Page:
The majority of draft analysts look at the Miami Dolphins, a team that allowed a club record 58 sacks in 2013 and desperately needs to solidify its offensive line in order to discover Ryan Tannehill’s true identity as a starting quarterback, and confidently predict that rookie GM Dennis Hickey will nab a right tackle during the first or second round of May’s draft.
Branden Albert was signed during the opening hour of free agency to provide Tannehill with quality blindside protection, but the right tackle spot, a position that was to blame for 12 sacks, 12 quarterback hits and 34 pressures last season, remains void of a starter. Thus, tackles like Notre Dame’s Zack Martin, Michigan’s Talyor Lewan, Texas A&M’s Jake Matthews, Virginia’s Morgan Moses and Tennessee’s Ja’Wuan James have been frequently linked to Miami.
Nobody would blame the Dolphins for selecting a right tackle, even with superior talents at higher impact positions still on the board, with their first or second choice. Simply too much is riding on Tannehill’s development and safety to neglect the right tackle position in the upcoming draft, especially considering the open market is essentially bare of surefire veteran starters to fall back on.
Is it really mandatory that the Dolphins snag a right tackle during the first or second round, though? Let’s take a look at some metrics, utilizing Pro Football Focus’ database, to formulate a theory.
How essential is a dependable right tackle to the overall success of a football team? It’s nearly impossible to know for sure, but among the 12 teams that qualified for the postseason in 2013, only the Kansas City Chiefs, Seattle Seahawks, Green Bay Packers and Carolina Panthers employed a starting right tackle who graded outside the top 40 of Pro Football Focus’ rankings at the position. The average ranking for a right tackle on a playoff team was 35th among the 76 tackles who played at least 25 percent of their team’s snaps a season ago.
Judging by those statistics, it’s not necessarily imperative that the Dolphins find an above average or elite right tackle to meet the playoff standard. Simply acquiring an average starter could do the trick. But does Miami need to burn a first or second-round selection in order to do so?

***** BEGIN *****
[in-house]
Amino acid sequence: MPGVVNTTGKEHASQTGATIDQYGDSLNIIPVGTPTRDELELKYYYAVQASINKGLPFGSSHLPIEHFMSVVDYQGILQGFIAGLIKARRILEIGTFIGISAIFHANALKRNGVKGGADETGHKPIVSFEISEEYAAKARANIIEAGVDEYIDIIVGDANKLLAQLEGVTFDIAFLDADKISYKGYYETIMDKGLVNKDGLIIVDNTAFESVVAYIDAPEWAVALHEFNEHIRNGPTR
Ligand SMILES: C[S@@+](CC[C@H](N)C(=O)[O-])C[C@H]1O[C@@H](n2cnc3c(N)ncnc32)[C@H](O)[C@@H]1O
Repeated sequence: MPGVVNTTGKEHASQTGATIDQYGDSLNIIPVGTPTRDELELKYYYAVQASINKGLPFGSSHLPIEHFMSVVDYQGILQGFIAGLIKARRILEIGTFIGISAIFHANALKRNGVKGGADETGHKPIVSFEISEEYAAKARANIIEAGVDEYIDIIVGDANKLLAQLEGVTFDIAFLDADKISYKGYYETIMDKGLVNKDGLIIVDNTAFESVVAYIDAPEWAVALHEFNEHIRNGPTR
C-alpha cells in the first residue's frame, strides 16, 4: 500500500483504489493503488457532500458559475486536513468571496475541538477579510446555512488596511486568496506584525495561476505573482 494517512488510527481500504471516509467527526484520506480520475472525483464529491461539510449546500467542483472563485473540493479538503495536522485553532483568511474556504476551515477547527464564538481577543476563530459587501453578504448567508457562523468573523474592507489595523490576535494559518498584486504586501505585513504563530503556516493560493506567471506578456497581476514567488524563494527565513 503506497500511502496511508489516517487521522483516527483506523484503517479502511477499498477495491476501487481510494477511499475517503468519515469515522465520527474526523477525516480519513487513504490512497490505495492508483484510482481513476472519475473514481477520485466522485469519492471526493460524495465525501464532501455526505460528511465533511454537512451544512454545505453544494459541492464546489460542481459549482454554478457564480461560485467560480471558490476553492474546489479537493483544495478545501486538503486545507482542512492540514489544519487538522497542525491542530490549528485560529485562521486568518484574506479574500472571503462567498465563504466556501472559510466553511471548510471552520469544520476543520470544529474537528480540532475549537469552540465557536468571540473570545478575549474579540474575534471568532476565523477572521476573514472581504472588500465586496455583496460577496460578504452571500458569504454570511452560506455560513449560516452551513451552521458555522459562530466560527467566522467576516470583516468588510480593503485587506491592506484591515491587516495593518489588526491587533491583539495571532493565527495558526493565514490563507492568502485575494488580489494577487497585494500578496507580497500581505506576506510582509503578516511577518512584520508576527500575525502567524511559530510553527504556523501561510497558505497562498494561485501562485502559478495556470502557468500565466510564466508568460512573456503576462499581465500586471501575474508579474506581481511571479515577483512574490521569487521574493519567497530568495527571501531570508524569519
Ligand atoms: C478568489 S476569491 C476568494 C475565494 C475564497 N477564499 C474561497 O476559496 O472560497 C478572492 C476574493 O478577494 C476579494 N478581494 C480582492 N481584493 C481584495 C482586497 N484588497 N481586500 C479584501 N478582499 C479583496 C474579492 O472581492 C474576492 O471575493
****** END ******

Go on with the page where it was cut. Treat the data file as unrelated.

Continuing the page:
Every situation and prospect is different. Identifying where some of the league’s current top right tackles were chosen during the draft, though, could help shed some light on how patient the Dolphins can afford to be.
Surprisingly, among those right tackles who ranked in the top six of Pro Football Focus’ overall efficiency ratings in 2013, none were former first-round picks. In fact, two undrafted players — Demar Dotson and Tyler Polumbus — and a seventh-round pick — Zach Strief — made up half of the top six.
Two former second-round choices made the cut, and when the rankings are expanded to the top 10, two former first-round picks qualified. But it’s still apparent that landing a starting-caliber right tackle in the middle-to-later rounds is quite plausible.
That doesn’t mean it would be wise of Hickey to wait until the draft’s third day to select a right tackle. That would be a huge gamble, especially given how blatantly obvious it was that Tyson Clabo’s early-season struggles at the position held the Dolphins’ offense back last year. And is there really any third-day tackle who can be trusted when lined up against an explosive pass rusher like Mario Williams, who the Dolphins face twice in 2014 and who frequently tees off against the right tackle, as a rookie?
Still, Pro Football Focus’ metrics show that the Dolphins don’t necessarily need an elite right tackle, nor must they select a right tackle with one of their top two picks in order to find an average or better answer. The need for a new right tackle, as pressing as it may be, arguably shouldn’t force the Dolphins’ hand in the first or second round.
If the top remaining prospect on the board in either round is a tackle capable of stepping in on the right side, so be it. Otherwise, nabbing a higher impact player in at least the draft’s first round should be Hickey and the Dolphins’ objective.
Cody Strahm is an NFL author for Rant Sports. Follow him on Twitter @CodyJStrahm.